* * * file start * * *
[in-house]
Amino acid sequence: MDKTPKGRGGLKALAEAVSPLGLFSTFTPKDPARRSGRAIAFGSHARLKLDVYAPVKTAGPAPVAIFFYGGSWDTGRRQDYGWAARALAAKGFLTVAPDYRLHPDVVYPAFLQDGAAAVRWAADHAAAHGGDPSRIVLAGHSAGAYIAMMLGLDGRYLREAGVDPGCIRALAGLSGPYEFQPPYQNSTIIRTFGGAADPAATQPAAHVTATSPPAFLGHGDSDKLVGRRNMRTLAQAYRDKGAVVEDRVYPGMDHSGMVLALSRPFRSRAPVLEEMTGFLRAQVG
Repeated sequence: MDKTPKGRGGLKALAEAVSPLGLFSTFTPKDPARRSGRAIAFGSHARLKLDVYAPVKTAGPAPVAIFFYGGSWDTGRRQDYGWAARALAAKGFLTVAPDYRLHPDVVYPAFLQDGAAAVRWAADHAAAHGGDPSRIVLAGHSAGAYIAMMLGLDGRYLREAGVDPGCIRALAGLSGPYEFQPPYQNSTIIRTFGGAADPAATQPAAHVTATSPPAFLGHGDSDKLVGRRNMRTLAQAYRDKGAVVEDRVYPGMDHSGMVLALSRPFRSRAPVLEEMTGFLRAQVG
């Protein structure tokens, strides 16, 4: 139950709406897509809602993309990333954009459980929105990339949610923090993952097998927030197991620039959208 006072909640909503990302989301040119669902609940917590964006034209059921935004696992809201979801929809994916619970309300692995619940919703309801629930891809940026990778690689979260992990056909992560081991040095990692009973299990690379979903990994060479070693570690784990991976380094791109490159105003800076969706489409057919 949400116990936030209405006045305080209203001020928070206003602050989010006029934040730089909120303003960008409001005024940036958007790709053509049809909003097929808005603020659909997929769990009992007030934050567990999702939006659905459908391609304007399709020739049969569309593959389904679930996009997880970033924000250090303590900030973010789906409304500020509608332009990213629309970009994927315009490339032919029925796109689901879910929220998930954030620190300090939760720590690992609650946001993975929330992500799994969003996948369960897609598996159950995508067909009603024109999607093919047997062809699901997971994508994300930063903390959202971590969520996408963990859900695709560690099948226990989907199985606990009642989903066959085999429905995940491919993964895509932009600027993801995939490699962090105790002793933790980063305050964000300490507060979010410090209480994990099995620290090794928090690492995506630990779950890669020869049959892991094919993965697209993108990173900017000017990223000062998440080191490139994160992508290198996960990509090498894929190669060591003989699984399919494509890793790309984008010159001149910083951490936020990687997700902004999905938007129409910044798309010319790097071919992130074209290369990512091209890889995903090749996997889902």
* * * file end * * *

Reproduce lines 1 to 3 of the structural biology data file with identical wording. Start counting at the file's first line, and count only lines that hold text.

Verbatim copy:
[in-house]
Amino acid sequence: MDKTPKGRGGLKALAEAVSPLGLFSTFTPKDPARRSGRAIAFGSHARLKLDVYAPVKTAGPAPVAIFFYGGSWDTGRRQDYGWAARALAAKGFLTVAPDYRLHPDVVYPAFLQDGAAAVRWAADHAAAHGGDPSRIVLAGHSAGAYIAMMLGLDGRYLREAGVDPGCIRALAGLSGPYEFQPPYQNSTIIRTFGGAADPAATQPAAHVTATSPPAFLGHGDSDKLVGRRNMRTLAQAYRDKGAVVEDRVYPGMDHSGMVLALSRPFRSRAPVLEEMTGFLRAQVG
Repeated sequence: MDKTPKGRGGLKALAEAVSPLGLFSTFTPKDPARRSGRAIAFGSHARLKLDVYAPVKTAGPAPVAIFFYGGSWDTGRRQDYGWAARALAAKGFLTVAPDYRLHPDVVYPAFLQDGAAAVRWAADHAAAHGGDPSRIVLAGHSAGAYIAMMLGLDGRYLREAGVDPGCIRALAGLSGPYEFQPPYQNSTIIRTFGGAADPAATQPAAHVTATSPPAFLGHGDSDKLVGRRNMRTLAQAYRDKGAVVEDRVYPGMDHSGMVLALSRPFRSRAPVLEEMTGFLRAQVG